IDS has a letter in today’s Times supporting David Cameron on the EPP. The former Tory leader writes:
"David Cameron won a strong mandate with the clear aim to break with the EPP. He should be allowed to get on with it. The same voices tell us to lead in Europe. I can think of no better way to start than creating a non-federalist centre-right grouping."
Mr Duncan Smith’s argument was boosted with a suggestion that Czech centre-right MEPs might also quit the EPP if Tories show the way.
Mr Duncan Smith’s intervention will be of mixed value to David Cameron, however. He probably wishes the issue would go away. Today was the third day in a row that quitting the EPP was discussed by John Humphrys et al on the Today programme. Ken Clarke, of course, intervened at the weekend. Douglas Hurd yesterday. Caroline Jackson MEP is complaining in an op-ed piece in The Times today. The decision of Messrs Cameron and Hague to hold months-long consultation on this issue may only cause the debate’s protagonists to dig themselves ever deeper into their trenches.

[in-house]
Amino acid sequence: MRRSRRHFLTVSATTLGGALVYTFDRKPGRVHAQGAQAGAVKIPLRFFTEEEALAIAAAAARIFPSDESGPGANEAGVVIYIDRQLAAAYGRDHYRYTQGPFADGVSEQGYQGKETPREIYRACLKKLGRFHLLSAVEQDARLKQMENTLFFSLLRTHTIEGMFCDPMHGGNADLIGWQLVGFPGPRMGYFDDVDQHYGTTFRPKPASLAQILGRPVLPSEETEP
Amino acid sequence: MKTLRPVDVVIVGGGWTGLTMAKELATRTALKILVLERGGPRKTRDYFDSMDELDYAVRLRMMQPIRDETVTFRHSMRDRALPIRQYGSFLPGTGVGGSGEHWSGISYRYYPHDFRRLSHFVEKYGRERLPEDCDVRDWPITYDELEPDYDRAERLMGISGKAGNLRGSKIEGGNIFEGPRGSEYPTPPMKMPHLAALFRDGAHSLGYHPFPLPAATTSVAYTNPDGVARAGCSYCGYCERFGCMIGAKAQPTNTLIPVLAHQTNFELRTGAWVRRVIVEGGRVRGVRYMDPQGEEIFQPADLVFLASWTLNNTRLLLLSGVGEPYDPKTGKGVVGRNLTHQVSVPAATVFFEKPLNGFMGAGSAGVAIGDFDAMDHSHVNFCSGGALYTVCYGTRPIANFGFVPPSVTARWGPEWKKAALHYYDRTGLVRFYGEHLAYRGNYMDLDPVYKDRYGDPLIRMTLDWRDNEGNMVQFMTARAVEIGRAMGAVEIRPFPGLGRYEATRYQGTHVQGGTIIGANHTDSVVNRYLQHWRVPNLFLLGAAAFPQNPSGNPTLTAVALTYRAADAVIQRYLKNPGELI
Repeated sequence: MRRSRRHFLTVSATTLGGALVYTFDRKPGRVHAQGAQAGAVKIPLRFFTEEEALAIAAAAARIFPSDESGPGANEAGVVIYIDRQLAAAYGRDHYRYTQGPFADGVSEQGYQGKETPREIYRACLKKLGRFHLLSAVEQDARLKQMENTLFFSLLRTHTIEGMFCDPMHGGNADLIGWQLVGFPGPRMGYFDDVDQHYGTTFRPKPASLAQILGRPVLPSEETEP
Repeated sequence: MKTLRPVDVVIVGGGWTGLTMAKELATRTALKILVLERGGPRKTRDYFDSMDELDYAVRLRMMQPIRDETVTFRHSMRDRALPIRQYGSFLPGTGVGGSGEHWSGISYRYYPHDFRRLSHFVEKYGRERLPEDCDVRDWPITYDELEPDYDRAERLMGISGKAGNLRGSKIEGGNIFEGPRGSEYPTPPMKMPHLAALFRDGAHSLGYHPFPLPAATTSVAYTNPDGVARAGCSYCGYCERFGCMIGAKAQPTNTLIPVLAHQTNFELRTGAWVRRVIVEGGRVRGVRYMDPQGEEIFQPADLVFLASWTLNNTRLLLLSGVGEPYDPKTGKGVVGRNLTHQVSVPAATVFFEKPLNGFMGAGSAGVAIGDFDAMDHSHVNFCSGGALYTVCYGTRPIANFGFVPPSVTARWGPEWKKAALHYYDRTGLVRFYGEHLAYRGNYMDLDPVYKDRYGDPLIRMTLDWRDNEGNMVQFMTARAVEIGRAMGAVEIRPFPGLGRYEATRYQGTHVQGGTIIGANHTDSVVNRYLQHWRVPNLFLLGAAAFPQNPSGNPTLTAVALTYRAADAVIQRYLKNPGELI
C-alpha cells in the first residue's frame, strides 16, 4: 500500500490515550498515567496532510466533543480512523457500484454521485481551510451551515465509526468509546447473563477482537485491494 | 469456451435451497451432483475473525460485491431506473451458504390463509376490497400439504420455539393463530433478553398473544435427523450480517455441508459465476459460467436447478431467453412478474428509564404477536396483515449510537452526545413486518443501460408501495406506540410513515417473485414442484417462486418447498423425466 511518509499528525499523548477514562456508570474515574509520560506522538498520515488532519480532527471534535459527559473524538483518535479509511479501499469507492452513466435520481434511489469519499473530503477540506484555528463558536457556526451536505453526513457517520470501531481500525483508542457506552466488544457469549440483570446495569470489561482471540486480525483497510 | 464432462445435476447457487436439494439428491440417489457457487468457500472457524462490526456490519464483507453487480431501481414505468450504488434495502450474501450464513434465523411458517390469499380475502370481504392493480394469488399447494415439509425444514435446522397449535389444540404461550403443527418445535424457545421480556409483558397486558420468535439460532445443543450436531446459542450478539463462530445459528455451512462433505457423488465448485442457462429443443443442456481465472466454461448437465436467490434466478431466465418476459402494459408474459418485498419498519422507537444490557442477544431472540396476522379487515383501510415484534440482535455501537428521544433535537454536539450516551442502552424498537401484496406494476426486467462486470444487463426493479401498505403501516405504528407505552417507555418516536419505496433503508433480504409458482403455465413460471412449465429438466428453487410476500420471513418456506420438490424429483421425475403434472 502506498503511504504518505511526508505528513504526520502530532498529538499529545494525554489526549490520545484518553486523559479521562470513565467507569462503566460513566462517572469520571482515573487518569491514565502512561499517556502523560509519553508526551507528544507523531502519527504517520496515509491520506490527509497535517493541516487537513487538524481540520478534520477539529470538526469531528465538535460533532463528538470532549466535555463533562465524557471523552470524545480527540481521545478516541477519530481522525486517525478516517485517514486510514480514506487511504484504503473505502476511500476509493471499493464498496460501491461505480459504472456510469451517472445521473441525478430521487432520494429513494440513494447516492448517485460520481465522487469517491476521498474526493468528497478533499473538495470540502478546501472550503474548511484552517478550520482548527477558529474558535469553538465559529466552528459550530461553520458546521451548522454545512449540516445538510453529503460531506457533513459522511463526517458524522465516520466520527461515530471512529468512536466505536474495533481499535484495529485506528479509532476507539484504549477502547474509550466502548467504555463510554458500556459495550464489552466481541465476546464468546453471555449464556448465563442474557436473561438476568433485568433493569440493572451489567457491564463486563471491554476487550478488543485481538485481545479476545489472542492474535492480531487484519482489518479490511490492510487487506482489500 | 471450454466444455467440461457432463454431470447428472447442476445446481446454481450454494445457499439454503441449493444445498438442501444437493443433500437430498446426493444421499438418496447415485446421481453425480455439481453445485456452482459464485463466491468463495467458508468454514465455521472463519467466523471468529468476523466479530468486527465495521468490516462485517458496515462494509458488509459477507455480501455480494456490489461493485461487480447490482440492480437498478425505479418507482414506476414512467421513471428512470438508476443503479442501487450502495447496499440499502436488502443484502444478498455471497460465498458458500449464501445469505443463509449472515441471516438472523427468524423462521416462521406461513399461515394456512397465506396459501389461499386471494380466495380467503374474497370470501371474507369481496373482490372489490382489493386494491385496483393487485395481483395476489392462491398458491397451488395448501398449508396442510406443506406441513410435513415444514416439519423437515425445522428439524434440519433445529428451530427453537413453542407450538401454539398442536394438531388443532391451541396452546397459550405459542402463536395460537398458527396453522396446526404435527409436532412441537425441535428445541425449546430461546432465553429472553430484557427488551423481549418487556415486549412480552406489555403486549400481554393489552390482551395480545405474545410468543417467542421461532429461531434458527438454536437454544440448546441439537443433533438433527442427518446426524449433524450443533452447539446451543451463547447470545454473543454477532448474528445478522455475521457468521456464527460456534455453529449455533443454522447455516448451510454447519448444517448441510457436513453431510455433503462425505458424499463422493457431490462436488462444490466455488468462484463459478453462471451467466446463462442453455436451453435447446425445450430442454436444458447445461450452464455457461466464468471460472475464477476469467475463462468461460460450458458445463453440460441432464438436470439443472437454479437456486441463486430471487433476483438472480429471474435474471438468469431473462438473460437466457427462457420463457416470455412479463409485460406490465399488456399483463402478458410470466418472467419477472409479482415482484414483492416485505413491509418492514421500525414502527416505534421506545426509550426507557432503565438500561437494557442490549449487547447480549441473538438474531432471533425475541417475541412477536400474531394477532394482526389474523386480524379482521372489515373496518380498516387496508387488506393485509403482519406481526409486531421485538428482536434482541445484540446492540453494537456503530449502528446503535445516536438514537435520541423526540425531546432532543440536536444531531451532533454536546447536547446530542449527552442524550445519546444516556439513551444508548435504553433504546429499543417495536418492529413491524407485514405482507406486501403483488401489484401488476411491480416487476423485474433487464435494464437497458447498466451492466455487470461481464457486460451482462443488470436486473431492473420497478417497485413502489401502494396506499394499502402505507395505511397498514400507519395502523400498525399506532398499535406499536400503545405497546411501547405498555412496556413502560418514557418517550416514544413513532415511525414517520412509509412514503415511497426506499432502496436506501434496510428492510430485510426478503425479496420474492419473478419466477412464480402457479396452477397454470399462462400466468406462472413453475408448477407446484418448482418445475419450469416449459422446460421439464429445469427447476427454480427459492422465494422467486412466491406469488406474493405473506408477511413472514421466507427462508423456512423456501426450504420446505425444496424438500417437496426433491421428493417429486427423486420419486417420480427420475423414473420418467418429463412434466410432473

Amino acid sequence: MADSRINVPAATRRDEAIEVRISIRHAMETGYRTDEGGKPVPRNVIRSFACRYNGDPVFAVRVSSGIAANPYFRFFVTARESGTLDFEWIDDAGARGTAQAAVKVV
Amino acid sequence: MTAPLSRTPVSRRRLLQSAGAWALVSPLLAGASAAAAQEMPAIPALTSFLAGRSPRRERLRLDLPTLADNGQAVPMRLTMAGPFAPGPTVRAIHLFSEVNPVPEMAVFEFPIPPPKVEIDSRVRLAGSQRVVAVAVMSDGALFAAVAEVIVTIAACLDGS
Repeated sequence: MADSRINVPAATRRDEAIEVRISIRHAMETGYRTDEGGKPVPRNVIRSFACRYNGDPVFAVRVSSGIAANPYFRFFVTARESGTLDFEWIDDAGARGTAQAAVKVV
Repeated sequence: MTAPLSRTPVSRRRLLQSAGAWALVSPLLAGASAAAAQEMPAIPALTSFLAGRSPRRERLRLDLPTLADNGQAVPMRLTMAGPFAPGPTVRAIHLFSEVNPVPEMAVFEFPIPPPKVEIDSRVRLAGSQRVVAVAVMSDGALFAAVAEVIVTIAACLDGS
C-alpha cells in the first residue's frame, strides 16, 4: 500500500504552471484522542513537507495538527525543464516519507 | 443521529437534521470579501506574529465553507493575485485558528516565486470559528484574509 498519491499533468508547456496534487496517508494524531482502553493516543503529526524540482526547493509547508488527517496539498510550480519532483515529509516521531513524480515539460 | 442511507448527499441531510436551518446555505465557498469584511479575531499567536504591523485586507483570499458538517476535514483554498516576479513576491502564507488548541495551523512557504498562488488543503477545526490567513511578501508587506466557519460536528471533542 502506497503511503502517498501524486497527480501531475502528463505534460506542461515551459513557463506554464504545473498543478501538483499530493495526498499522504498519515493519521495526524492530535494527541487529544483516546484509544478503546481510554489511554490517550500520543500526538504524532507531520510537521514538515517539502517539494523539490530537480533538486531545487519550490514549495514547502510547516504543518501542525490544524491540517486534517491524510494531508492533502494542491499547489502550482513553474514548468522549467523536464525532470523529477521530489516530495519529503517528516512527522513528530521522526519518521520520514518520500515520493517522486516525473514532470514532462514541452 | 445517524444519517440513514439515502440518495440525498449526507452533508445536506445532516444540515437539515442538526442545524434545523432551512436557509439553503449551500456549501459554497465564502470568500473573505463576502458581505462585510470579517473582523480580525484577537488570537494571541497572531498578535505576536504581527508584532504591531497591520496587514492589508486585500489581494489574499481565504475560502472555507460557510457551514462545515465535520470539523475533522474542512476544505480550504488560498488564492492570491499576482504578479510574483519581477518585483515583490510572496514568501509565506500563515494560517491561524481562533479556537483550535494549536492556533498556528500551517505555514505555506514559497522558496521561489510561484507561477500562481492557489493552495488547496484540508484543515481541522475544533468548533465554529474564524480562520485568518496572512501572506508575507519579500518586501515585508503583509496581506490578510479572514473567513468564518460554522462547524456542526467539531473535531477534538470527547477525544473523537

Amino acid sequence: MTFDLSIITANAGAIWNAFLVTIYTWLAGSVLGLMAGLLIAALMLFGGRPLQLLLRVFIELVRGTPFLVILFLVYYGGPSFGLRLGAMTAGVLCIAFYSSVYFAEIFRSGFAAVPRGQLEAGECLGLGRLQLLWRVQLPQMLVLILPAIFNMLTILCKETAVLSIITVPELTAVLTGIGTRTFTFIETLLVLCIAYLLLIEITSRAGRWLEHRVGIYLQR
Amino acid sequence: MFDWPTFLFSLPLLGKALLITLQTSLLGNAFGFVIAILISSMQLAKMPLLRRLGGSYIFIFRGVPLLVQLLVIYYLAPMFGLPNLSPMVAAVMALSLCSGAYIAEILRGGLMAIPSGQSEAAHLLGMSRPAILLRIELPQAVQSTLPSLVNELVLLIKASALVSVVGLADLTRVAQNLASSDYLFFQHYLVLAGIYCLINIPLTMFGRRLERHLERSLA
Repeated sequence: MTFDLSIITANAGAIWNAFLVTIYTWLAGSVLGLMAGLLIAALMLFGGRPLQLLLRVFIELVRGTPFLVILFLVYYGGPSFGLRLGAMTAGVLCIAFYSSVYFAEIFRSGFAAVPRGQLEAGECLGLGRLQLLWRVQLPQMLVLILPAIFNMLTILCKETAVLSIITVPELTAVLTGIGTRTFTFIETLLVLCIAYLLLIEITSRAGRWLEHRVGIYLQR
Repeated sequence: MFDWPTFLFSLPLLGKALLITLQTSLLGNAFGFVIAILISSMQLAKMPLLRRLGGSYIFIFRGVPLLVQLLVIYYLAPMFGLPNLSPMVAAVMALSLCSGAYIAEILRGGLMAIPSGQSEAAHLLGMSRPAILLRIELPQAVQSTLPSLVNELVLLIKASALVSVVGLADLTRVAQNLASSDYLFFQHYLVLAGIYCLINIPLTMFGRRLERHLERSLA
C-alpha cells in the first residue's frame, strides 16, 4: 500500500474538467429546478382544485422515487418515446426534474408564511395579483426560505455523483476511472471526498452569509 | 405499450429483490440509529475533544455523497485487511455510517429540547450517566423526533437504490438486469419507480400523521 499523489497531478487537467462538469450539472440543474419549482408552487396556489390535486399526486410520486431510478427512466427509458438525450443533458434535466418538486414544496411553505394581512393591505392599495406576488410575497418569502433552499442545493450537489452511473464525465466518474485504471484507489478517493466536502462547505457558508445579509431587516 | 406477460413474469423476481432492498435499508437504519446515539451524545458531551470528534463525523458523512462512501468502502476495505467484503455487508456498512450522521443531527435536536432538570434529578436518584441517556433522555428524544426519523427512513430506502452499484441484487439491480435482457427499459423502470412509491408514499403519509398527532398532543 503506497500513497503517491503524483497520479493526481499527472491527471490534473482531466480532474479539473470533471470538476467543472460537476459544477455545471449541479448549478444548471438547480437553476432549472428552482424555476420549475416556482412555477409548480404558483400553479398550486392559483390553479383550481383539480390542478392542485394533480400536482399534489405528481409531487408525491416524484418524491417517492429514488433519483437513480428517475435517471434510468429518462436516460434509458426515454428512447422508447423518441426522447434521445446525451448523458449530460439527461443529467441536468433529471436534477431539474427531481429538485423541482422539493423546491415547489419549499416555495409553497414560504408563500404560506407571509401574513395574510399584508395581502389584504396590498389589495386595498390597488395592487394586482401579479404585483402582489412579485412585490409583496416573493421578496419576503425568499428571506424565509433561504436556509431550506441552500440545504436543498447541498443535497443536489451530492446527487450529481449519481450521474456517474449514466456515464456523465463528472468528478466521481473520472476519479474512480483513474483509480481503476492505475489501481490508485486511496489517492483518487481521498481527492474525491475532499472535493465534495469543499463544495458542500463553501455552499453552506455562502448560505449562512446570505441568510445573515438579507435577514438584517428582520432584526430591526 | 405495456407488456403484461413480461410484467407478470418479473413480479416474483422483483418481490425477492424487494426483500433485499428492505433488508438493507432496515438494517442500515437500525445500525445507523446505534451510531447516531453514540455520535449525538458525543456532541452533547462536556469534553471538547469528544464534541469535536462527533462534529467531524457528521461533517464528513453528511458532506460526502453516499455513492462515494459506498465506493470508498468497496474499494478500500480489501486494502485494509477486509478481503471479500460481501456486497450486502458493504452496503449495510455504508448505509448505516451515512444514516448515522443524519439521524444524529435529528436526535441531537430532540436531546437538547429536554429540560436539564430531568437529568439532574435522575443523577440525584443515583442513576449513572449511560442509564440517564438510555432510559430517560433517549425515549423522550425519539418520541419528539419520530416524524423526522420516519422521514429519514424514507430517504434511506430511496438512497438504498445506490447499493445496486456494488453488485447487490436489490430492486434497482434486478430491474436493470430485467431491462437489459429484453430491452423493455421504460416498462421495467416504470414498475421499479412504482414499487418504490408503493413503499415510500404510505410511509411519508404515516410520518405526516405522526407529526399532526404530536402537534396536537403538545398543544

Mr Cameron has certainly acted decisively on candidates. If his leadership campaign’s promise on EPP is subject to consultation there is no such consultation on the candidates’ A-list (which featured less prominently in his campaign). MEPs get consultation. Marginal seats get an A-list. The differing approaches have their strengths and weaknesses. The imposition of the A-list hasn’t stopped Simon Heffer and Matthew d’Ancona debating the idea’s merits on the pages of today’s Telegraph. A quick decision on the EPP might have meant David Cameron would not have enjoyed a victory honeymoon. These are difficult tactical decisions but there is no doubt that consultation has been chosen on the question of the EPP and imposition in the case of the A-list.